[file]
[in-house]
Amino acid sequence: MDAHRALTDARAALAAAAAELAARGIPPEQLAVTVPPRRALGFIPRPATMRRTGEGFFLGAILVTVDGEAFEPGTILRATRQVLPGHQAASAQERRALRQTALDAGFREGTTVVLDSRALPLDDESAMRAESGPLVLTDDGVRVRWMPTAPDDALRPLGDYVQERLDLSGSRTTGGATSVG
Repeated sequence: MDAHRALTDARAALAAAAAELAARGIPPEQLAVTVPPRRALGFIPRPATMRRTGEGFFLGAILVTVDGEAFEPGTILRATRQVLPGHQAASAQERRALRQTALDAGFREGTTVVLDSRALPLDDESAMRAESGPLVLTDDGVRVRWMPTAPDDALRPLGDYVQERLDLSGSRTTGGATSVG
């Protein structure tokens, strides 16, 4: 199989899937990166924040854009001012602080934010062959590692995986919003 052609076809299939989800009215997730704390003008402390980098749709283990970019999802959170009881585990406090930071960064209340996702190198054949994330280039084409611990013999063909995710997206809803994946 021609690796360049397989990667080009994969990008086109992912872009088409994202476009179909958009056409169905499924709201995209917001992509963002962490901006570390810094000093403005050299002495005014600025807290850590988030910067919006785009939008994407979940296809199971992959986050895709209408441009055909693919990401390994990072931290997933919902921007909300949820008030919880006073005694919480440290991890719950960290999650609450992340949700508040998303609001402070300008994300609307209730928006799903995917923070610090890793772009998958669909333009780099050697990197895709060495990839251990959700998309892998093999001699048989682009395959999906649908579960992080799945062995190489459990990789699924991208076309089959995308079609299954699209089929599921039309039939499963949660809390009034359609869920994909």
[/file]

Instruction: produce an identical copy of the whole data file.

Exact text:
[in-house]
Amino acid sequence: MDAHRALTDARAALAAAAAELAARGIPPEQLAVTVPPRRALGFIPRPATMRRTGEGFFLGAILVTVDGEAFEPGTILRATRQVLPGHQAASAQERRALRQTALDAGFREGTTVVLDSRALPLDDESAMRAESGPLVLTDDGVRVRWMPTAPDDALRPLGDYVQERLDLSGSRTTGGATSVG
Repeated sequence: MDAHRALTDARAALAAAAAELAARGIPPEQLAVTVPPRRALGFIPRPATMRRTGEGFFLGAILVTVDGEAFEPGTILRATRQVLPGHQAASAQERRALRQTALDAGFREGTTVVLDSRALPLDDESAMRAESGPLVLTDDGVRVRWMPTAPDDALRPLGDYVQERLDLSGSRTTGGATSVG
């Protein structure tokens, strides 16, 4: 199989899937990166924040854009001012602080934010062959590692995986919003 052609076809299939989800009215997730704390003008402390980098749709283990970019999802959170009881585990406090930071960064209340996702190198054949994330280039084409611990013999063909995710997206809803994946 021609690796360049397989990667080009994969990008086109992912872009088409994202476009179909958009056409169905499924709201995209917001992509963002962490901006570390810094000093403005050299002495005014600025807290850590988030910067919006785009939008994407979940296809199971992959986050895709209408441009055909693919990401390994990072931290997933919902921007909300949820008030919880006073005694919480440290991890719950960290999650609450992340949700508040998303609001402070300008994300609307209730928006799903995917923070610090890793772009998958669909333009780099050697990197895709060495990839251990959700998309892998093999001699048989682009395959999906649908579960992080799945062995190489459990990789699924991208076309089959995308079609299954699209089929599921039309039939499963949660809390009034359609869920994909």